BOSTON - The Red Sox mishandled Theo Epstein and Jon Lester. We all know that.
There’s a small irony to this pseudo reconciliation at Fenway Park this weekend, then. A notable circumstance for your consideration.
It doesn’t happen without the fine work of another guy in the line of people Sox ownership mishandled: Ben Cherington.
Epstein on Friday likened this Boston jaunt to the college reunion he’s never been able to attend.
“I’m not planning on sleeping much this weekend,” he said.
Theopalooza and the Lester Lovefest are predicated on something simple: Epstein and Lester have been successful since they left Boston. So, too, have the Red Sox.
Lovers broke up. A few years later, they’re both doing well in new relationships and reminiscing. It’d be an ugly scene were one still a heartbroken mess. Or at least, an uncomfortable scene.
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The Cubs have an excellent young core, as do the Sox. The atmosphere at Fenway this weekend wouldn’t be so lovey-dovey otherwise.
Boston Red Sox
Lester and Epstein were able to come back and enjoy this weekend, then, at least in small part, because of someone else the Sox eventually screwed over too: Cherington.
Erratic decision-making has run through the John Henry, Tom Werner and Larry Lucchino era. Sometimes brilliant decision-making, but nonetheless erratic.
There have been choices as excellent as hiring Epstein in the first place, and as nonsensical as limiting him to Lucchino's whims. Choices as shortsighted as lowballing Lester, and as impatient as removing Cherington from power when he was building something that’s proven fruitful.
Today, Lester is still a sore spot for Sox fans, particularly with David Price making more money and doing nothing. But overall, both the Cubs and Sox are getting along fine.
Mookie Betts lining out to Kris Bryant in the fourth inning was some kind of symbolism Friday night.
The Sox had the prospects to trade for Chris Sale and Craig Kimbrel. They developed Andrew Benintendi and Xander Bogaerts and more importantly, held on to them.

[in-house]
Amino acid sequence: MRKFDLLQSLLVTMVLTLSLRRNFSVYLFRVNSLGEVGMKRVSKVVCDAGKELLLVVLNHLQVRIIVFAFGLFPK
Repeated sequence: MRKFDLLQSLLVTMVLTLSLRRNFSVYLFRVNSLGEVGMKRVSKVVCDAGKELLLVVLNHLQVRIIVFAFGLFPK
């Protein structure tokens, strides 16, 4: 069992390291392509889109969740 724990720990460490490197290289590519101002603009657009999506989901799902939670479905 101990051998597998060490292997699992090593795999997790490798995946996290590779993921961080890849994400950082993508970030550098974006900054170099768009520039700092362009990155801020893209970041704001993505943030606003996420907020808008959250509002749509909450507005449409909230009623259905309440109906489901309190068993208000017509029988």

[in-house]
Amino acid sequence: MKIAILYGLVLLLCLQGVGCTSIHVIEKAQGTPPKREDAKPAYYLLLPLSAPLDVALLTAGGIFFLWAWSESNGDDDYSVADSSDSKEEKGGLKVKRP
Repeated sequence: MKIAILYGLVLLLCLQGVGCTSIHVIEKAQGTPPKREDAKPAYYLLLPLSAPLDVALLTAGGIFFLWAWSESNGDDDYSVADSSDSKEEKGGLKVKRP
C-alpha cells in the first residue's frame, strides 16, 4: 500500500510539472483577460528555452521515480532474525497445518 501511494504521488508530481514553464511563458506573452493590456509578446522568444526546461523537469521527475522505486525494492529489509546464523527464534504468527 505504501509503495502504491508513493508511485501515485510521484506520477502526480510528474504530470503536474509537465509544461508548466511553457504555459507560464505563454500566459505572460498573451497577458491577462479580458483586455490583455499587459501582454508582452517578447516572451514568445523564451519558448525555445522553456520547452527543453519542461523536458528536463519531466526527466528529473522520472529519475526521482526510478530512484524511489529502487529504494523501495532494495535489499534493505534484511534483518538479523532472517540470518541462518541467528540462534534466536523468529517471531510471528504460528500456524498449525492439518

Cherington positioned this franchise to contend for years.
"The Red Sox are finding their own way, as they should," Epstein said Friday at a luncheon for the Red Sox Foundation and the Foundation To Be Named Later. "I was telling a friend, both assistant GMs – Brian O’Halloran and Eddie Romero – are guys I cut my teeth with, hired, developed with, and learned from, and hopefully grew a little bit with along the way. Mike Rikard, the scouting director, is a guy I’ve scouted with a long time. We worked together here. Ben Crockett, the farm director.
"The guys in the trenches doing the work, a lot of them, I still feel a real connection with. Sam Kennedy is one of my best friends. He’s running the team. I still feel a connection here. Obviously there’s players still here from our drafts and our time here. That’s always going to be the case with any executive. When you move on, part of you remains a little bit, but it’s a whole new direction. The Red Sox are making their own way and doing a really good job."
It’s easy for Epstein to come home under these conditions.
He snuck into Fenway Park on Thursday night, at Kennedy’s invitation. There was no gorilla suit as he watched the Sox and Yanks, the rivalry Epstein helped epitomize.
On Friday, Koji Uehara and John Lackey shared a tribute video on the big board with Lester. All three former Red Sox tipped their cap to the Fenway crowd.
Lester, naturally, received the loudest ovation. He’s one of the few established Sox stars who can say they left town without being trashed on the way out.
Lester knows how much fans here wish he had stayed. The reason he doesn’t hear more animosity from them is because they know why he left: the Sox undervalued him in a delusional attempt at pragmatism.
“You play first and foremost for yourself and family, but then you play for the fans as well as the organization,” Lester said. “When you have that support, we’ve been through a lot here — the ups and downs, a few really large downs and a couple really good ups. I feel like these fans are a part of my family, a part of me and who I am not only as a baseball player but as a person. It’s always nice to see that stuff. It’s nice to be back.”
The first thing Epstein said he did when he got to Boston was drop his bags in his hotel room. The next was take a long run.
“Along the Esplanade and through Back Bay,” Epstein said. “The city was just shining. It’s a special place. I love Chicago. That’s a world-class city. Boston is, too. Every time I come back here, I’m just reminded how lucky I was to grow up here.
“Everyone out on the streets was in a good mood, the city was looking great, I got an unsolicited high five because I ran past another jogger going the opposite direction. It was cool. This is the best city in the world to walk around and go for a run in.”
The ninth inning of Friday’s 5-4 Sox win was the most electric at Fenway yet in 2017, the capper to an undeniably special day.
Epstein and Lester have moved on and remained incredibly successful. The Sox found their own way in their absence.
But if the Sox were still struggling while Epstein and Lester dominated, this weekend would have a different tone.
It’s worth a head shake, if nothing else: the guy who helped ensure Epstein and Lester could hug it out, Cherington, was mishandled by the same set of bosses.